Amsterdam is easy to navigate on foot, it was one of the reasons I picked to go here as once again we could avoid trains, trams and buses! That first day we walked 25,000 steps so certainly didn’t feel guilty when I ate two chocolate stroopwafels at lunchtime. We spent the afternoon strolling through the picturesque canals, snapping photos at every opportunity, before having an al fresco cup of tea and hiring a pedalo so we could enjoy the water!
In the heart of the city, in particular between the Paleis and Damrak, we felt a little concerned by the lack of face coverings. There was a one-way system on the busy shopping streets but people were getting a little too close to us.
We made the decision to leave this area straight away, there were plenty of other beautiful areas to enjoy that were much quieter. However, since leaving Amsterdam have brought in new regulations, face masks became mandatory in busy areas from 5th August. I was relieved to hear this.
We had a look at Anne Frank’s house from the outside as Ellie and I both love history! You can go inside the house, it is now a museum, you must pre-book tickets online, this means the museum owners can control the number of people in the house/area at one time so it doesn’t become risky to anyone.
That evening we took another wander around the canals, there is a point known as Brug Van 15 Bruggen where you can spot 15 bridges all from one spot!! We waited for sunset and enjoyed a glass of wine on the river edge, watching each canal light up every few minutes or so. We noticed it was extremely quiet, we only saw a few people, the city, in general, was quieter than I have ever seen it before.
Not far from the Netherlands/German border is Bremen, the 10th largest city in the country. It is around a 3 hour and 40-minute drive from the centre of Amsterdam, which makes it much quicker than the quickest public transport route which takes 4 and a half hours.
We headed straight for the Medieval centre of the city, known as Schnoor which is the old fishing quarter. Most travellers will find themselves stepping into a real-life fairytale scene with rows of 15th-century cottages lining a maze of winding streets. These sweet buildings house restaurants, toy shops, galleries, pubs and even an ice cream shop, it’s the perfect spot for those wanting to pick up a few traditional souvenirs, including the most beautiful wooden toys for young children, this is a wonderland for people of any age.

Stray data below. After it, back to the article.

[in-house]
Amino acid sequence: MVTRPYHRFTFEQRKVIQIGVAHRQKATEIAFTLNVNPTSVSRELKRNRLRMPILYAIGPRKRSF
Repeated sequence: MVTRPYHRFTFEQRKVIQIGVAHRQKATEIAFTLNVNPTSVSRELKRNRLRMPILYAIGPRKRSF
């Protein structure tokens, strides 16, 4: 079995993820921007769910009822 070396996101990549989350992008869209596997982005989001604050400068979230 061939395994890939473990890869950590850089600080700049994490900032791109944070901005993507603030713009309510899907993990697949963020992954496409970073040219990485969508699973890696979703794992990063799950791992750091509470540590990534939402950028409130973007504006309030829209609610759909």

We were surprised to have the place largely to ourselves, this is one of the most quaint quarters in Europe and yet we passed barely anyone as we wandered the streets. We even enjoyed a pint of beer and an alfresco dinner, all served by a friendly gentleman in a mask, we were seriously getting used to the masks by now and the requirement to sanitise our hands, you would almost forget this wasn’t normal a few months ago.
The 15th century Marktplatz (main square) is flanked by cloisters, guild houses, parapets and a breathtaking cathedral that was built over 1000 years ago, it also boasts the oldest coffee shop in Germany.
The next morning we woke early and drove 3 hours to Monschau, a fairytale village that has been plucked straight from the story of Beauty and the Beast. Close to Cologne, Monschau is an easy visit for those staying in north-west Germany, the Netherlands, Belgium and Luxembourg as it is nestled close to all four borders.
Most famous for its spectacular Christmas markets, Monschau is a different type of beautiful in summer, the whole village is in bloom with flowers sitting above the babbling river that flows through the centre of the village. A popular place for day-trippers, there is no train station here as it straddles a river valley, making it best visited by car.
There was plenty of parking in town, as it was a very hot day it was busy but visitors happily kept a distance from each other, and once again, masks required in all indoor areas except when eating. We strolled through the medieval streets before enjoying a refreshing drink in the town square and heading back to the car ready to get on route to Bruges, 3 hours away.